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Messages - Wunjin

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And by a minority in Newark you mean what exactly?

Law School Admissions / Re: Should I disclose speeding tickets?
« on: June 27, 2007, 09:53:42 AM »
Don't most law school applications ask the question this way:  "Have you ever been convicted of a crime not including speeding/parking tickets".  On a related note, tickets aren't crimes or offenses, I think they're what's called statutory infractions or something to that effect.

Choosing the Right Law School / Re: U. of North Carolina- Chapel Hill
« on: June 25, 2007, 10:15:07 AM »
For the most part I think a lot of the USNEWS rankings are copouts.  I mean...7 or 8 law schools tied with UNC?  It seems like they just said to themselves "ok..we need some place to put all these big state institutions" let's just lump them together here. They did the same thing last year.

Incoming 1Ls / LSN
« on: June 19, 2007, 10:16:22 PM »
I know that the averages and what not there are a bit off because it is a self-selecting sample, but in some cases it's absolutely ridiculous.  For example, the average numbers for the students accepted by UCLA are 3.73/170....that seems way overblown to me.  That doesn't jive with what their website says at all.  Ultimately I supposed I'm asking how seriously I should take the numbers I'm seeing on LSN.

Studying for the LSAT / Re: Scale ?
« on: June 13, 2007, 08:30:57 AM »

Studying for the LSAT / Re: Scale ?
« on: June 12, 2007, 10:49:50 PM »
february tests are undisclosed.

I was hoping somebody here would have taken and would be willing to share ;)  Surely sharing the just the scale is no big deal.

Studying for the LSAT / Re: Scale ?
« on: June 12, 2007, 09:52:03 PM »
On a related note, does anybody have the scale for the February test from this year?

Studying for the LSAT / Re: Scale ?
« on: June 12, 2007, 09:48:18 PM »
I'm thinking -11 for 170.

Hell, if the scale wound up being the same was the one from Dec' 06 (for whatever reason...namely difficulty) I'd be pretty happy, because I think that was a pretty forgiving scale, relatively speaking.

It's too late at night to comment on the rest of your post, but I just wanted to point out that a person who speaks English, Spanish, and French does not have 'all of the Americas top to bottom'. There's also that little chunk of land we call Brazil. :)

That said, I'm a hispanic with pretty white skin. Shame on the ad comms if they don't ask for "brown-skinned hispanics" if that's what they really want. They DO ask, however, "White - non-hispanic."  Oh yeah, and I speak English and Spanish fluently, and was able to "latch on" to French when I was young. I speak Italian, too. By my count that's 4, but it still wasn't enough to overcome my cumulative GPA. I don't think I have a point. Just sayin'.

Oh yeah, I am planning to study Portuguese next. That way I really can conquer all of the Americas top to bottom. Haha.

By my count Spanish, Italian and French put together are about 2 languages, at most.  Spanish and Italian are very largely very similar, and Portuguese as you also mentioned, is basically the sister language of Spanish; it wouldn't take much effort at all to learn Portuguese if you're coming from Spanish.  That's like saying you can speak 3 languages because you can speak Danish, Swedish and Norwegian.  Those 3 are probably about 90% the same language.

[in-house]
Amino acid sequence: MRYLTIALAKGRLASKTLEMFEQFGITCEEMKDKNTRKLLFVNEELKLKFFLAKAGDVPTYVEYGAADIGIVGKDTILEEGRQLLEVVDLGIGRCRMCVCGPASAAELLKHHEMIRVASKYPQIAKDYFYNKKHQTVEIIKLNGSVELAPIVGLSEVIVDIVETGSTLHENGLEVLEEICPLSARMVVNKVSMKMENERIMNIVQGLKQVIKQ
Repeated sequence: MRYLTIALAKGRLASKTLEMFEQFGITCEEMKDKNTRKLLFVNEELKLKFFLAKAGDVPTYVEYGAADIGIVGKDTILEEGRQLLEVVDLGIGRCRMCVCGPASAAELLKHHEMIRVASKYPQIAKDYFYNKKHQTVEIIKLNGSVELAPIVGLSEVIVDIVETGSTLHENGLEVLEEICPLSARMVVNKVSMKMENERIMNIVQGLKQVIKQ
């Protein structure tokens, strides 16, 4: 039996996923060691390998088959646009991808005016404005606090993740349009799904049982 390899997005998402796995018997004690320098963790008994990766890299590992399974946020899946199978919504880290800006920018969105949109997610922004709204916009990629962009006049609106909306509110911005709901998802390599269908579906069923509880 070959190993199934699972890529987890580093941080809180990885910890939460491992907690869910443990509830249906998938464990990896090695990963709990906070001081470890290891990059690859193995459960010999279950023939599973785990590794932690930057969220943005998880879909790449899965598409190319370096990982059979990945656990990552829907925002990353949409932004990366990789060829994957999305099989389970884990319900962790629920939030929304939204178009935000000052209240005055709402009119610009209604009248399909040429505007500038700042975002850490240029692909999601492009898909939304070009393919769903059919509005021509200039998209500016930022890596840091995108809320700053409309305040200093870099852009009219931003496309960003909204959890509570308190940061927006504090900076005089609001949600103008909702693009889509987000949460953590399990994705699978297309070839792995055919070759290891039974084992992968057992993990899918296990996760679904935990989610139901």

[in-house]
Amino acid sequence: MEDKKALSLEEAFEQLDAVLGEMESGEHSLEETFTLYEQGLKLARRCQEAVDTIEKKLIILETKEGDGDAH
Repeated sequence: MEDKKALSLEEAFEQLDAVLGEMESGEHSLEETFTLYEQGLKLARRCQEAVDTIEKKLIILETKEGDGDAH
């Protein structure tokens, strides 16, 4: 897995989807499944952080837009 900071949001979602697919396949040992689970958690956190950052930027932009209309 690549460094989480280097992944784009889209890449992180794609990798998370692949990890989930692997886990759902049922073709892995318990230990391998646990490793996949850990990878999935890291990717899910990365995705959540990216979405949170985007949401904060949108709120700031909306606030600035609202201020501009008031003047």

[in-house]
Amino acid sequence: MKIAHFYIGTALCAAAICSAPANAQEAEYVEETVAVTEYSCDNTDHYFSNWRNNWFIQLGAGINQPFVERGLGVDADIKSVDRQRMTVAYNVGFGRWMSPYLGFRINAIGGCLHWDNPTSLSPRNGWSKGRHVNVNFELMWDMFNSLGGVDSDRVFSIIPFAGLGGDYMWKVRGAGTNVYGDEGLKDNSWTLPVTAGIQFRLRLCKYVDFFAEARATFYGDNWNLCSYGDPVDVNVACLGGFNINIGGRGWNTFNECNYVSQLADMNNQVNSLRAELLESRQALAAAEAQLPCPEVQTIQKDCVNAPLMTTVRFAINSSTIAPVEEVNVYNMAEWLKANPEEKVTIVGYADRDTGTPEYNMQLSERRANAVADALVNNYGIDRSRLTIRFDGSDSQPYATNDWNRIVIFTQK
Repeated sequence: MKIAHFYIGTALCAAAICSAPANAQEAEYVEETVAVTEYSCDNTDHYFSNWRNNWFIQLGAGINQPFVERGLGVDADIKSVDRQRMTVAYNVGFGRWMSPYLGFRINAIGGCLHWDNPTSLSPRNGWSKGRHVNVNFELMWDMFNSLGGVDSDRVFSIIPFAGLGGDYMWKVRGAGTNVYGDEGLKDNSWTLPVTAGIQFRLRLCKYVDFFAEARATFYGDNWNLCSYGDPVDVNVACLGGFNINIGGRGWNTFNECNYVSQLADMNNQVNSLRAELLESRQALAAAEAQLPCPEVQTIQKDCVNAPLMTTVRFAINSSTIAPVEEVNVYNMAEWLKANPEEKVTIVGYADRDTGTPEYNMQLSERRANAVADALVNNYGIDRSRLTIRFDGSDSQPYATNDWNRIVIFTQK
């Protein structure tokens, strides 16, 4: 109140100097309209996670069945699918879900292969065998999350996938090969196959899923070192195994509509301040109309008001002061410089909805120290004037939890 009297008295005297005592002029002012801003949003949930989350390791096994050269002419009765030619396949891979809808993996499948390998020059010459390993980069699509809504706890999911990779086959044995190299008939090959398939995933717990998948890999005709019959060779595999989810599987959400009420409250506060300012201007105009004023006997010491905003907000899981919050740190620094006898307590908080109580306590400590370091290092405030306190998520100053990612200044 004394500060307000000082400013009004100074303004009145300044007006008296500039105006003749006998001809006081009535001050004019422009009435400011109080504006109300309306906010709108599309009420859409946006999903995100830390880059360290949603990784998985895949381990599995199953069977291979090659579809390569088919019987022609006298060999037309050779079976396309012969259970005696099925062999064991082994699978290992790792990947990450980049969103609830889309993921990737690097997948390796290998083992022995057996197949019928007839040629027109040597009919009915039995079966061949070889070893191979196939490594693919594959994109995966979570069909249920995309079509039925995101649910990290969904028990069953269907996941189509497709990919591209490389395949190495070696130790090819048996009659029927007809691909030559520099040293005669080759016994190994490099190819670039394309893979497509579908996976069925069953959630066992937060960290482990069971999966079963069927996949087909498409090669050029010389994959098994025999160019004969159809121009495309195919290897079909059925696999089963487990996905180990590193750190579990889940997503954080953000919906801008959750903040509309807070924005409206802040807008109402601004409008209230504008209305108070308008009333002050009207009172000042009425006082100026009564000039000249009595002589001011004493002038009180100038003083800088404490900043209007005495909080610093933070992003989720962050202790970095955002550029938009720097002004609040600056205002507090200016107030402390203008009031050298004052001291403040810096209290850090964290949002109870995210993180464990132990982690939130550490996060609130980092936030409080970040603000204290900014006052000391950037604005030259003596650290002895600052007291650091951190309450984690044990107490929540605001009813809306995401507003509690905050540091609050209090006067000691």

By denying them the right to an education, we are creating a permanent underclass of people who are unable to meaningfully participate in society.

I'm not saying that we should deny them an education, I am just saying that they shouldn't be given in-state tuition.  In-state tuition in California ($20,000+) is much more expensive than out-of-state tution in Utah ($14,000).  So there are still many options that illegal immigrants have when going to school, I just don't think that an illegal immigrant should be given a government subsidized education. 

As a part of this, can someone be considered a citizen of a State and not of the U.S.? 

lso, I don't follow your logic.  States shouldn't give in-state tuition to people who've lived in those states because they don't distribute those benefits to people who've never contributed to those states?

They may have lived in those states, but not LEGALLY.  In fact, they aren't legal citizens of ANY state.  I go to school outside of California, and there were several hoops I had to jump through to get residency so that I could pay in-state tuition. 

As for children who were brought here when they were young, it is truly unfortunate that they have to suffer the consequences of their parents mistakes.  However, LEGALLY there are no exceptions.  I might be unfair to them, but it is also unfair that the wonderful people of Africa have to suffer so much more than any Mexican, Central, or South American.  Famine, cruel governments, war, and genocide to a degree that has never been seen south of the U.S. border has plagued that continent for years. 

How is it fair that they have to go through the arduous process to come to the U.S. (or Europe) LEGALLY, while 12 million others cut in front of them because they have easier access to the U.S.? 

The wonderful people of Africa, lol....

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